Canadian Researchers Conduct First Large-Scale Genetic Study of Cannabis and HempSeptember 2, 2015
A study conducted by Canadian researchers is providing a clearer picture of the evolutionary history and genetic organization of cannabis, a step that could have agricultural, medical, and legal implications for this valuable crop.
Led by Jonathan Page, University of British Columbia botanist, and Sean Myles, population geneticist at Dalhousie University, the researchers looked at the genotypes of 81 marijuana and 43 hemp samples. They were able to search for relationships between different plants, and found that cannabis plants, which consist of three species (C. sativa, C. indica, and C. ruderalis), are often incorrectly labeled.
"Cannabis breeders and growers often indicate the percentage of Sativa or Indica in a cannabis strain, but they are not very accurate," Page explains. While hemp plants also go by the Latin name C. sativa, researchers discovered that hemp showed a high amount of genetic separation from marijuana, likely due to the breeding of the plants for radically different uses.
For more details, read the news release at the University of British Columbia website.
Biotech Updates is a weekly newsletter of ISAAA, a not-for-profit organization. It is distributed for free to over 22,000 subscribers worldwide to inform them about the key developments in biosciences, especially in biotechnology. Your support will help us in our mission to feed the world with knowledge. You can help by donating as little as $10.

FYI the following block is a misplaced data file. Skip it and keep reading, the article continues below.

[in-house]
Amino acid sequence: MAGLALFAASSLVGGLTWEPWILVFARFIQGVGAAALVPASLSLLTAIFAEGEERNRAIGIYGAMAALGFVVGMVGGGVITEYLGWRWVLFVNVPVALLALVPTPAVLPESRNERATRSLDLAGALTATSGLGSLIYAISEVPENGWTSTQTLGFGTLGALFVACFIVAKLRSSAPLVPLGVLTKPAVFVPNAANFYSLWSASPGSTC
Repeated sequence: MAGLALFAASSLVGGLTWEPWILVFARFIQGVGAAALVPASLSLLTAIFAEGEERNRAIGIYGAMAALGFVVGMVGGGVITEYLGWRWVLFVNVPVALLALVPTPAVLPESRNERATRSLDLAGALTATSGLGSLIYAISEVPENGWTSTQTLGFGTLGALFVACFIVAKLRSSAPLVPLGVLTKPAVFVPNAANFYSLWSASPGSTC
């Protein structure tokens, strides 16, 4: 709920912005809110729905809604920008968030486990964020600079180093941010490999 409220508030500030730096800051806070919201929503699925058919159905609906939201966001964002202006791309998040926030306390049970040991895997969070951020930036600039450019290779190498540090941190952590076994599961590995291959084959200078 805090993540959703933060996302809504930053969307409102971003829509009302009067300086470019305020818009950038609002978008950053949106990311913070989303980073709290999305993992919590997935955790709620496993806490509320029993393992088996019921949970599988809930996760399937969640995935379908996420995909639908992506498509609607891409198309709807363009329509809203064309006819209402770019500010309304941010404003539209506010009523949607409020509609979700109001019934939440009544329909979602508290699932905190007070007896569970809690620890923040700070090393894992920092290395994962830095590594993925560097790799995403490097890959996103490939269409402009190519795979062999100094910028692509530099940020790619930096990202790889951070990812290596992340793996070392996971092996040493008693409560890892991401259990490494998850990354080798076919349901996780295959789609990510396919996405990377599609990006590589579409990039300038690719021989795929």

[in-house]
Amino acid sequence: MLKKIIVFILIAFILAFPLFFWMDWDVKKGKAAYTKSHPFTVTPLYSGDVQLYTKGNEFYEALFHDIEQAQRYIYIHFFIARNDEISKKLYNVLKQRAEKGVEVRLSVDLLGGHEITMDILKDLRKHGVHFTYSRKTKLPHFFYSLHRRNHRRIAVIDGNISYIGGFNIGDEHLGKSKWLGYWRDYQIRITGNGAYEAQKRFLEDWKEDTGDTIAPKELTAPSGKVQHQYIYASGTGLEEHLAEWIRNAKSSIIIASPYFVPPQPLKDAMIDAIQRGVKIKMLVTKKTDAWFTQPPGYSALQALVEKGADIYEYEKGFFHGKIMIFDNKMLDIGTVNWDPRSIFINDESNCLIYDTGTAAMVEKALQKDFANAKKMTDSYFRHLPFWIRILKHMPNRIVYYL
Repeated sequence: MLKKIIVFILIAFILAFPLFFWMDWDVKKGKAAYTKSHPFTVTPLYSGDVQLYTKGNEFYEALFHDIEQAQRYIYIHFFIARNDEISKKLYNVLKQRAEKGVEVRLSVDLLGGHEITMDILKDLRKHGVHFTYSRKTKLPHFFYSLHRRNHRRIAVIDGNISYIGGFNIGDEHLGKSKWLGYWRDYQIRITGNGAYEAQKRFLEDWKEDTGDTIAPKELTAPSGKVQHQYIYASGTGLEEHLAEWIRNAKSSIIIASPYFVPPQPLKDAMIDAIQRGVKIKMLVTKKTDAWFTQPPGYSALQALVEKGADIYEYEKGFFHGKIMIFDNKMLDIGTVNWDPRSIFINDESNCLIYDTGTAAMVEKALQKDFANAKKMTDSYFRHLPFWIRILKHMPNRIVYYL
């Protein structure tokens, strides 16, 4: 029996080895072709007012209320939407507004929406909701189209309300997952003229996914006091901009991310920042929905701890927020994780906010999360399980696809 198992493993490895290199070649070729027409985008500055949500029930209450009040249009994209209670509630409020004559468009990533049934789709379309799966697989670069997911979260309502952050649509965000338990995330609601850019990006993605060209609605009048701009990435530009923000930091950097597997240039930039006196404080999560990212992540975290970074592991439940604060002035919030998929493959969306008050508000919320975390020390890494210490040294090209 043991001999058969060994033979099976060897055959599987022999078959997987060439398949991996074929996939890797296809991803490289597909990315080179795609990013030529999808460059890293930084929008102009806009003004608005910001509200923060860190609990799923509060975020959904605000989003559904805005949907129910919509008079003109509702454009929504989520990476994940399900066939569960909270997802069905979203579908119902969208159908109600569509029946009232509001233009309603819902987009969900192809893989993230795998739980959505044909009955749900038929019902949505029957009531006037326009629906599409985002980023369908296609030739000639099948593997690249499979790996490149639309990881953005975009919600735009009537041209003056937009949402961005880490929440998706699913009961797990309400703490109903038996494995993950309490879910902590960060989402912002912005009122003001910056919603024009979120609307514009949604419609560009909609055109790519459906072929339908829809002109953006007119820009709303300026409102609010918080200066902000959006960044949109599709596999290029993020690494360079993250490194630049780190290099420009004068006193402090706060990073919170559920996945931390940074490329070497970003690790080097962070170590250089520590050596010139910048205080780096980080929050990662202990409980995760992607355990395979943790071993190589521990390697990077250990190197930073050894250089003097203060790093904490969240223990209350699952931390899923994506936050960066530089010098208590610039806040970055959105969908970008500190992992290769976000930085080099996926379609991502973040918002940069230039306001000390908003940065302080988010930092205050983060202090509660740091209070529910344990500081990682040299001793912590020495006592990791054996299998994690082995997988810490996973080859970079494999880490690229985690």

See more articles:
News from Around the World
- Scientific Criteria Proposed for Environmental Risk Assessment of LLP in Seed
- Workshop Presents Differences of Traditional and Modern Biotech in Egypt
- Agri-biotech Researchers Develop RNA Sprays to Modify Crops
- FDA Completes Early Food Safety Evaluation for Soybean Stress Tolerance Trait
- USDA Approves Simplot's GM Potato
- India's Former Agriculture Minister Pitches for GM Crop Field Trials
- Vietnam Requires Agbiotech Companies to Put up GM Corn Plants to Enter Market
- Certified GM Foods in China Safe, According to the Ministry of Agriculture
- Climate Change Alters Genetic Diversity of Wild Plant Species
- Gene Stacking Provides Better Resistance in Potato against Late Blight
- GhMAP3K40 Regulates Plant Defense Genes but Negatively Affects Plant Growth and Development
- Growth and Development of Colorado Potato Beetle Larvae on Potatoes Expressing the Rice OCII Gene
- Systemin Overexpression in Tomato Enhances Its Resistance to Biotic Stresses
Beyond Crop Biotech
- Canadian Researchers Conduct First Large-Scale Genetic Study of Cannabis and Hemp
- Updated Pocket Ks on Biotech Now Available
Read the latest:
- Biotech Updates (December 7, 2023)
- Gene Editing Supplement (November 29, 2023)
- Gene Drive Supplement (February 22, 2023)
Subscribe to BU: